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Walkers look out over the Rhine Valley from a perch on the hillside village of Neuleiningen, Germany, one of the many villages along the Pfalz Wine Trail. The second leg of the route is the longest, from Neuleiningen to Bad Duerkheim, a walking distance of about 11 miles.
Walkers look out over the Rhine Valley from a perch on the hillside village of Neuleiningen, Germany, one of the many villages along the Pfalz Wine Trail. The second leg of the route is the longest, from Neuleiningen to Bad Duerkheim, a walking distance of about 11 miles. (Jennifer H. Svan/Stars and Stripes)
Walkers look out over the Rhine Valley from a perch on the hillside village of Neuleiningen, Germany, one of the many villages along the Pfalz Wine Trail. The second leg of the route is the longest, from Neuleiningen to Bad Duerkheim, a walking distance of about 11 miles.
Walkers look out over the Rhine Valley from a perch on the hillside village of Neuleiningen, Germany, one of the many villages along the Pfalz Wine Trail. The second leg of the route is the longest, from Neuleiningen to Bad Duerkheim, a walking distance of about 11 miles. (Jennifer H. Svan/Stars and Stripes)
This half-timbered house stands at a crossroads in the 800-year-old wine village of Neuleiningen, Germany, the starting point of the second and longest stage of the Pfalz Wine Trail, a hiking path that traverses about 105 miles through vineyards, rolling hills and forest from Bockenheim to the German Wine Gate in Schweigen-Rechtenbach.
This half-timbered house stands at a crossroads in the 800-year-old wine village of Neuleiningen, Germany, the starting point of the second and longest stage of the Pfalz Wine Trail, a hiking path that traverses about 105 miles through vineyards, rolling hills and forest from Bockenheim to the German Wine Gate in Schweigen-Rechtenbach. (Jennifer H. Svan/Stars and Stripes)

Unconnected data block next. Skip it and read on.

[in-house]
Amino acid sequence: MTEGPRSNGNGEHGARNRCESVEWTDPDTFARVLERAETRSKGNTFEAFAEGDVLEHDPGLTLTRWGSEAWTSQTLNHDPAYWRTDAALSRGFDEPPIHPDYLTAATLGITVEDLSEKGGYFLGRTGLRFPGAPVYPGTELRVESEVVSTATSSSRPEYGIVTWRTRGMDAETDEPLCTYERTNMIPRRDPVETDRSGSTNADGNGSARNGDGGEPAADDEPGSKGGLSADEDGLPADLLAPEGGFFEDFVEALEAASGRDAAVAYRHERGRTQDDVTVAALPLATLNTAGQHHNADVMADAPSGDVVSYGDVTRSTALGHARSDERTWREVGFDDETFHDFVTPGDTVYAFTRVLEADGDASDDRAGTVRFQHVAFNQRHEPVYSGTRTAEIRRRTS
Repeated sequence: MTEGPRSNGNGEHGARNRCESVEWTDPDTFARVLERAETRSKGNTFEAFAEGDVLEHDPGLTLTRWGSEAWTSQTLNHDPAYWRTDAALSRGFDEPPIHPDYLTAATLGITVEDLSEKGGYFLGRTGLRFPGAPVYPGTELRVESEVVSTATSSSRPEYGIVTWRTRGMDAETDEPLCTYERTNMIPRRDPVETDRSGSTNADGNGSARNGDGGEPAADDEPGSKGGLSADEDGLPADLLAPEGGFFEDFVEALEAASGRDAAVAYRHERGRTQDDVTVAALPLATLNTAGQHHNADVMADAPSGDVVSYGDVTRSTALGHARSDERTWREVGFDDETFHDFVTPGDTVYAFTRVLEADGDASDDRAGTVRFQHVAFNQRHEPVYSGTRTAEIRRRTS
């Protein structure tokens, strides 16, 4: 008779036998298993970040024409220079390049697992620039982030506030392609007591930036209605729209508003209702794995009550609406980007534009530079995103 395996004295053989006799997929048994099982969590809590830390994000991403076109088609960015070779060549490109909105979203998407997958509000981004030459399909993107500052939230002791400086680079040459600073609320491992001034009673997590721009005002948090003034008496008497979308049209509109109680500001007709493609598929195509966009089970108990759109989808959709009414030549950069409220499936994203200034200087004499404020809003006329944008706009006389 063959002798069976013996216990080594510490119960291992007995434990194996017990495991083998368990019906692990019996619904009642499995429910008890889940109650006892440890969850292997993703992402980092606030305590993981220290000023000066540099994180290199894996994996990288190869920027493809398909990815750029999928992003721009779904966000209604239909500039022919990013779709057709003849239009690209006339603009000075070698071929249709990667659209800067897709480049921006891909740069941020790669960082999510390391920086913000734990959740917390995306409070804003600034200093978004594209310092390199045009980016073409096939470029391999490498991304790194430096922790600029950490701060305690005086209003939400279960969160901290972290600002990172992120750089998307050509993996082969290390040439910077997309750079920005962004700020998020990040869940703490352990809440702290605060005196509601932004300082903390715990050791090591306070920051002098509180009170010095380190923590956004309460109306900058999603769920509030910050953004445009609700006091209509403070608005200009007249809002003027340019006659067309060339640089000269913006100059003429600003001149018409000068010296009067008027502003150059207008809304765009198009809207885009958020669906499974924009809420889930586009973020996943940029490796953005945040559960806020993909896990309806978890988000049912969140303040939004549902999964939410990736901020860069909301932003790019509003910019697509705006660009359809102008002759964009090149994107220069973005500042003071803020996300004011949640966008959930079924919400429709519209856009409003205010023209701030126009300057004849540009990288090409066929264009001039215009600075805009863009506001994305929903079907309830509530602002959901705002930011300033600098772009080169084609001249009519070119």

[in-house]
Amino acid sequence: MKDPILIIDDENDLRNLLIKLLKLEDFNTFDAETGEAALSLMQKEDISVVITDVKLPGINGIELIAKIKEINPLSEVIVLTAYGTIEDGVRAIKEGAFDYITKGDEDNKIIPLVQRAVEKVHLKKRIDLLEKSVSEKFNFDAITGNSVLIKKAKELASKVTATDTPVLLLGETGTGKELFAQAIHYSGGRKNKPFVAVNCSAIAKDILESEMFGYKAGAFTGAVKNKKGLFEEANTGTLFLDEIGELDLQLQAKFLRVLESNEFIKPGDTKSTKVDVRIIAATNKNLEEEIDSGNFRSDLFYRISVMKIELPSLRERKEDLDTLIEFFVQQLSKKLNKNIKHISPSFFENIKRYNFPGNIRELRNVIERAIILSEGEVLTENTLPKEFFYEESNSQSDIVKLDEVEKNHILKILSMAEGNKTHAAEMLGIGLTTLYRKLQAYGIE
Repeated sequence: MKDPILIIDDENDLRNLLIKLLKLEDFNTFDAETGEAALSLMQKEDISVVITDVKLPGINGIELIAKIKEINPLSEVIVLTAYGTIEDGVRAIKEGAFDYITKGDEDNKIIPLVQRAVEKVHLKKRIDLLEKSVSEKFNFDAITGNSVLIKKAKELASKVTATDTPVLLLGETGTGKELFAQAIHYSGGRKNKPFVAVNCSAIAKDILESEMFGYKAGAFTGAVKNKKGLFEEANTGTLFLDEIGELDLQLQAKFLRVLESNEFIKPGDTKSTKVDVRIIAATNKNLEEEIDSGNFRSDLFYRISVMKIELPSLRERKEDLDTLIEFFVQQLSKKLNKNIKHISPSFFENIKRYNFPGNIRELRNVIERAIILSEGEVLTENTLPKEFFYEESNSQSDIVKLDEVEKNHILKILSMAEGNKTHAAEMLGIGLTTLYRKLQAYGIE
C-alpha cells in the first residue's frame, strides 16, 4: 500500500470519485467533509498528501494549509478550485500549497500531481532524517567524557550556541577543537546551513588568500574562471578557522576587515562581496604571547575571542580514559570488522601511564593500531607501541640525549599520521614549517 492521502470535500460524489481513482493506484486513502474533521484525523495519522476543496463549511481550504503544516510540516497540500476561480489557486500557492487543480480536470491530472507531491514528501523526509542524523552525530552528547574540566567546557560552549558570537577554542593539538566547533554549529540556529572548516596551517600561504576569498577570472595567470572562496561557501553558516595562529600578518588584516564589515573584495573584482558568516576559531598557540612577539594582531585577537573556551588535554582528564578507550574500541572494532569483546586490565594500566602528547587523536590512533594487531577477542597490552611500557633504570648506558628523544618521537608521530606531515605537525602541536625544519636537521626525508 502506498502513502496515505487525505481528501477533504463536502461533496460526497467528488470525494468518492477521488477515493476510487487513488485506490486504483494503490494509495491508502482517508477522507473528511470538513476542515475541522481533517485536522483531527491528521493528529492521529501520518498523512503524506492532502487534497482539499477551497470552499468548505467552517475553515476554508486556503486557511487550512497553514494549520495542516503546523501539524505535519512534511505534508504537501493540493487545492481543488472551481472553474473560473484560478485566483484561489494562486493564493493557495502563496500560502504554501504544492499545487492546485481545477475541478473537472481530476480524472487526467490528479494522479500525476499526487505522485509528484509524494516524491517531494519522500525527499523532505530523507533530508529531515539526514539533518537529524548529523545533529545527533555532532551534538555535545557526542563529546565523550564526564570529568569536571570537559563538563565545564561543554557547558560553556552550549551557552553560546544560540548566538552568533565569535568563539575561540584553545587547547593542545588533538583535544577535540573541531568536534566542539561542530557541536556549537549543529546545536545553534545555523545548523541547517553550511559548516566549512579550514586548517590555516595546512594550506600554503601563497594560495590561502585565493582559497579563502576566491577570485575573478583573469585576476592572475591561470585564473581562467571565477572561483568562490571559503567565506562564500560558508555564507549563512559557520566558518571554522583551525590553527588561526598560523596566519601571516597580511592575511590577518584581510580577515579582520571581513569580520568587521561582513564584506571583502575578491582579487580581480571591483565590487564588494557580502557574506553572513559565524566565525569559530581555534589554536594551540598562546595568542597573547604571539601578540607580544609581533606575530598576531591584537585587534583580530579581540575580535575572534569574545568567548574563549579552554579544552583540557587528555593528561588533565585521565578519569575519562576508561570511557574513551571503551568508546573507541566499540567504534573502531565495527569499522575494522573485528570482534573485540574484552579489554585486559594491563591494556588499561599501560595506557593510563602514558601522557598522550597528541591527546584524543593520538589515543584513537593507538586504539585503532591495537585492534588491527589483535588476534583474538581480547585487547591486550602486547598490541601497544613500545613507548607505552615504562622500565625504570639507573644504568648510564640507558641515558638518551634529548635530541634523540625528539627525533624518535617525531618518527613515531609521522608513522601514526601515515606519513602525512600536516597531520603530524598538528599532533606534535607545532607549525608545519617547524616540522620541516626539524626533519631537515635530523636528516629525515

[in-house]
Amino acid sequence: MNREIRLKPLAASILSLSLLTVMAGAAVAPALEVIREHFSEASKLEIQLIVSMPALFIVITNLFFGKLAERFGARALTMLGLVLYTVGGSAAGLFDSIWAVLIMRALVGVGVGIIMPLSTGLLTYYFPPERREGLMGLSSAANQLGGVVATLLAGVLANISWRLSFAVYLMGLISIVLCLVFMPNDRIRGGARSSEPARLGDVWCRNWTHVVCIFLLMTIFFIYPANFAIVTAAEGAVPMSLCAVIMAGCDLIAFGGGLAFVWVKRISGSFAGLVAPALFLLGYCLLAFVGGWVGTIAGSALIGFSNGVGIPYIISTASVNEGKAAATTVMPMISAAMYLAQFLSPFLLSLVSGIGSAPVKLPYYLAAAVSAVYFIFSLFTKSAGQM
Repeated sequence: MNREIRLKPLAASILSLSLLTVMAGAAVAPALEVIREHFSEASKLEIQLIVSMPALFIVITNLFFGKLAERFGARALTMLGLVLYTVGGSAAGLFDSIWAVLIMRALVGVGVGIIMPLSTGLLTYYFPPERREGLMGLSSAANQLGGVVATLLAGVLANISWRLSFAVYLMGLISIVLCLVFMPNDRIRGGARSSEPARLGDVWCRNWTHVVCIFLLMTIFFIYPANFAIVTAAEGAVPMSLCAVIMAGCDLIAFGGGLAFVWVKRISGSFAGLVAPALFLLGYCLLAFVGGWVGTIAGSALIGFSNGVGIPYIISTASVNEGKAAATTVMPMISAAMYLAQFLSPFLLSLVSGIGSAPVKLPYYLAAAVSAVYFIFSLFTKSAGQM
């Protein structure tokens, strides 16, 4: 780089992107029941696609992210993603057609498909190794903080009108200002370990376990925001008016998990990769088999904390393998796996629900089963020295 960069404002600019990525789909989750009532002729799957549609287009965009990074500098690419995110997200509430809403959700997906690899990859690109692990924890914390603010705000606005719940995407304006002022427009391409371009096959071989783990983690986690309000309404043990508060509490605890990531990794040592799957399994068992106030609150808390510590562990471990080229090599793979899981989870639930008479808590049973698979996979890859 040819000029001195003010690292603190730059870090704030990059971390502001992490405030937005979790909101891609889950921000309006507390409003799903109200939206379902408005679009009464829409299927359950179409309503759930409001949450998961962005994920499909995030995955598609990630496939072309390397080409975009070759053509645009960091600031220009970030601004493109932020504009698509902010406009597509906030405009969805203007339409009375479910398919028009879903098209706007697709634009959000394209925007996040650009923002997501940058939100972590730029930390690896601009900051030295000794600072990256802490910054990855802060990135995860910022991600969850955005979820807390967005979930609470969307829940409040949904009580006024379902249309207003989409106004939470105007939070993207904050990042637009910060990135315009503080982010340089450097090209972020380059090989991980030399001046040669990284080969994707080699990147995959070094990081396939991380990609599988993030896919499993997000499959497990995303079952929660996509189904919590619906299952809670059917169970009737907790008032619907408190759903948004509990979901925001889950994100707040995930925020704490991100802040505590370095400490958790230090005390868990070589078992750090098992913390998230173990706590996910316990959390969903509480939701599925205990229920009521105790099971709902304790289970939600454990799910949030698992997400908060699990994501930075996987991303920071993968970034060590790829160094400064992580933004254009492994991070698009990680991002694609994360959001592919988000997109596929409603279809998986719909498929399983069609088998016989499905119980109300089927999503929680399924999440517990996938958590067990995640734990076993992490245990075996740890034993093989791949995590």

Geraniums soak up sunshine in the picturesque village of Neuleiningen, Germany. The town, perched on a steep hillside overlooking the vast Rhine Valley, is one of many wine villages hikers can stop at along the Pfalz Wine Trail.
Geraniums soak up sunshine in the picturesque village of Neuleiningen, Germany. The town, perched on a steep hillside overlooking the vast Rhine Valley, is one of many wine villages hikers can stop at along the Pfalz Wine Trail. (Jennifer H. Svan/Stars and Stripes)
When hiking Germany's Pfalz Wine Trail, look for these red-and-white markings, which can be found on trees, rocks and other landmarks along the 105-mile hiking path.
When hiking Germany's Pfalz Wine Trail, look for these red-and-white markings, which can be found on trees, rocks and other landmarks along the 105-mile hiking path. (Jennifer H. Svan/Stars and Stripes)
A sign in the village of Neuleiningen, Germany, points the way to Battenberg, the next village along the second stage of the Pfalz Wine Trail. The second leg of the 105-mile route ends in Bad Duerkheim.
A sign in the village of Neuleiningen, Germany, points the way to Battenberg, the next village along the second stage of the Pfalz Wine Trail. The second leg of the 105-mile route ends in Bad Duerkheim. (Jennifer H. Svan/Stars and Stripes)
Red grapes look ready to burst on the vine along the Pfalz Wine Trail in Germany.
Red grapes look ready to burst on the vine along the Pfalz Wine Trail in Germany. (Jennifer H. Svan/Stars and Stripes)
A stretch of the Pfalz Wine Trail takes hikers through the vineyards between the villages of Neuleiningen and Battenberg, Germany.
A stretch of the Pfalz Wine Trail takes hikers through the vineyards between the villages of Neuleiningen and Battenberg, Germany. (Jennifer H. Svan/Stars and Stripes)
Apples from a nearby orchard were for sale on a bench in Battenberg, Germany, one of many wine villages along the 105-mile Pfalz Wine Trail that begins in Bockenheim, about 28 miles northeast of Kaiserslautern.
Apples from a nearby orchard were for sale on a bench in Battenberg, Germany, one of many wine villages along the 105-mile Pfalz Wine Trail that begins in Bockenheim, about 28 miles northeast of Kaiserslautern. ( Jennifer H. Svan/Stars and Stripes)
The bottom of a wine barrel points hikers along the Pfalz Wine Trail to a place to eat near castle ruins in the village of Battenberg, Germany.
The bottom of a wine barrel points hikers along the Pfalz Wine Trail to a place to eat near castle ruins in the village of Battenberg, Germany. (Jennifer H. Svan/Stars and Stripes)